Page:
Thank you, St. Patrick, for inspiring today’s blog post. God rest your eternal soul.

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Cold enough, eh?

Well. wouldn’tcha know it, the third week of January came a week late this year. The same sloppy Polar Vortex that can’t keep its boundaries straight can’t read a calendar either.

I haven’t written a blog in nearly a week because I have no inspiration. And if I had inspiration, my motivation has slipped through the door to (and fallen on the ice, no doubt). It’s tough to work up a head of steam when it’s so cold, the hairs in your nose freeze.

frost

That’s sunshine behind them thar frost covered windows.

It was 24 degrees below zero this morning in southern Wisconsin, if my Beloved’s Weather Underground app can be believed. Every square inch of the windows in our unheated entryway was covered in frost. Jack Frost comes out to play when Old Man Winter gets unseemly.

Fortunately, I didn’t have to go outside. I worked upstairs in my home office with the space heater on and a hot cup of tea. But many of my Midwestern friends posted pictures or videos of their car temperatures, the wide-open roads bereft of rush hour traffic and even shows of boiling water vaporizing in the frigid air.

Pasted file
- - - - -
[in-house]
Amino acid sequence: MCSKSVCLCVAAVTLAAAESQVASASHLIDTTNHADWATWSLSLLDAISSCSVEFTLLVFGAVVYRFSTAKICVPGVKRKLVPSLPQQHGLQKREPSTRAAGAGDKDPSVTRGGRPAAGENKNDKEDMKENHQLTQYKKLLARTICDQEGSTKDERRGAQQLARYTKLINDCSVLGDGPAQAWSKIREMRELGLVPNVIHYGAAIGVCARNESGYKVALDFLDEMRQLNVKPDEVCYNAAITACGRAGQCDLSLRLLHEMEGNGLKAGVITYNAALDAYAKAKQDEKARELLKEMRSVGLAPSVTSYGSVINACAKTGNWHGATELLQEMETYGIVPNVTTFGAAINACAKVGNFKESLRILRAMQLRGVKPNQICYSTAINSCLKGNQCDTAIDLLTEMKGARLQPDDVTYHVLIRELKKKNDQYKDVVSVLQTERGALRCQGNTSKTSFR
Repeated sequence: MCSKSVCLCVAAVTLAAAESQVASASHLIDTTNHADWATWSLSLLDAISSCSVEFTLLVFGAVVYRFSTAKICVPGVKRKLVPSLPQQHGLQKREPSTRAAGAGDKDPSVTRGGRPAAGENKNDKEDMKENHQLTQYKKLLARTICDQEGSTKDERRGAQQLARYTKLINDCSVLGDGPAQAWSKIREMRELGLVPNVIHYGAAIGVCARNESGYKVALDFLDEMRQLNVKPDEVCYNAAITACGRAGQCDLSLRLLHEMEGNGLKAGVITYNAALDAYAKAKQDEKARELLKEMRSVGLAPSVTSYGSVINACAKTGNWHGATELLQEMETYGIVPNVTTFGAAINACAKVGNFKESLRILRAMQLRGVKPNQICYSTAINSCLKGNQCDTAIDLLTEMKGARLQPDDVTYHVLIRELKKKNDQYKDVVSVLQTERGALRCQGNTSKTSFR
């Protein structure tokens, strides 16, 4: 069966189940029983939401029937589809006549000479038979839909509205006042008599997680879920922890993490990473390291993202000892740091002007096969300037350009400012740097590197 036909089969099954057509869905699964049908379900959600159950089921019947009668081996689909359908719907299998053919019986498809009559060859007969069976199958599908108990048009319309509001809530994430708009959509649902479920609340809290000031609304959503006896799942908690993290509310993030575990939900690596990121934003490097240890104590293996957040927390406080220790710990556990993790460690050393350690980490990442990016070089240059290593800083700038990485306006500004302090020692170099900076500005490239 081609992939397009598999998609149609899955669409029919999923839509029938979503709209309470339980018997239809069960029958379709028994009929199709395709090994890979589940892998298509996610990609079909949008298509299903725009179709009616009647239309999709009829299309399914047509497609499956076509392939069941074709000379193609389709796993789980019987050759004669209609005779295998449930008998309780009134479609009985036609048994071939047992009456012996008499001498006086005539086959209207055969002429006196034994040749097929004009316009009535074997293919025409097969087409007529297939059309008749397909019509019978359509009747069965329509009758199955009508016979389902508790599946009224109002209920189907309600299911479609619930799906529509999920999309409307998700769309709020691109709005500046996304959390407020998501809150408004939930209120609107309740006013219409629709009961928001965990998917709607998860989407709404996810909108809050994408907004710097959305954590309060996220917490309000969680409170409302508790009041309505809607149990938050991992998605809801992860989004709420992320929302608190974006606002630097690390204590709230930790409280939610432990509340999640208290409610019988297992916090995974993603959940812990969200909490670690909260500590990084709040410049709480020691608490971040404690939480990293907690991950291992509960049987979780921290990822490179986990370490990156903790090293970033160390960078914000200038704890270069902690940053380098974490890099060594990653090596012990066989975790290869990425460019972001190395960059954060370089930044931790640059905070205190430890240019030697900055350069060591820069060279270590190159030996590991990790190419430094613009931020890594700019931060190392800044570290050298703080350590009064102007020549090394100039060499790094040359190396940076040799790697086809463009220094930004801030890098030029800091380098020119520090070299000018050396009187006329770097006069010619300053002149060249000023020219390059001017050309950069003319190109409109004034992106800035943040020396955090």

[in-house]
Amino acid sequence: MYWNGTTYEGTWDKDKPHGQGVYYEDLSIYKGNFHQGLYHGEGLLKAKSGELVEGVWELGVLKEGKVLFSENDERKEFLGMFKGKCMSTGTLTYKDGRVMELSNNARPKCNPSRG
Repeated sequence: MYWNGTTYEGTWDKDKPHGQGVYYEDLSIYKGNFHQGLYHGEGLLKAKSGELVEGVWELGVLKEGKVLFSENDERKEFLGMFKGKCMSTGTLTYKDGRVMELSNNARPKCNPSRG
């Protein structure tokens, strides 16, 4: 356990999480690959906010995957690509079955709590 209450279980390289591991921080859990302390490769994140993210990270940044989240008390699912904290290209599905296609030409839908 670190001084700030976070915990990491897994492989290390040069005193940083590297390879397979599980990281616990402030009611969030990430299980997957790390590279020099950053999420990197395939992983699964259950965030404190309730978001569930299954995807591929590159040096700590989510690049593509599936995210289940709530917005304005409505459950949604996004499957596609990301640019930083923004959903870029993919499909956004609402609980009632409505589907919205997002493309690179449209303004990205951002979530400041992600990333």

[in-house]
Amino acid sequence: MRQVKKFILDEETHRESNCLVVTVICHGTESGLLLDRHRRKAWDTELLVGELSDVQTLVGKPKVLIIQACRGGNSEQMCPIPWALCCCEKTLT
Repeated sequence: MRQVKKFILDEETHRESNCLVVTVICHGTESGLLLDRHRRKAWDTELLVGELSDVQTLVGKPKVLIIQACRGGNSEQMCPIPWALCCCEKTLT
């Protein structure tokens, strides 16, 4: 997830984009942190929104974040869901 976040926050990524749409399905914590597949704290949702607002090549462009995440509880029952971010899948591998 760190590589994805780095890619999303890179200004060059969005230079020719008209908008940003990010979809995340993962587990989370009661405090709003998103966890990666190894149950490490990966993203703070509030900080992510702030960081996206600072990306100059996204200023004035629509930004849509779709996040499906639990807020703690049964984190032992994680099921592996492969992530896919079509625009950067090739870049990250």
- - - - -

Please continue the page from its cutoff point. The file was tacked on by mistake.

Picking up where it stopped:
This is crazy cold, the stuff of legend. “You remember that January in ’19 when it got down to 30 below zero? My car wouldn’t start even when I had it plugged in! My eyelids froze shut! I didn’t warm up until Valentine’s Day!”

[Did that reference to plugging in your car go over your head, my sweet Southern friend? Up here in God’s country, we have devices known as block heaters that, when powered with an extension cord, keep the oil in a car’s oil pan liquified (or at least viscous enough to flow through the engine). Yup, that’s Scandihoovian ingenuity at work, you betcha.]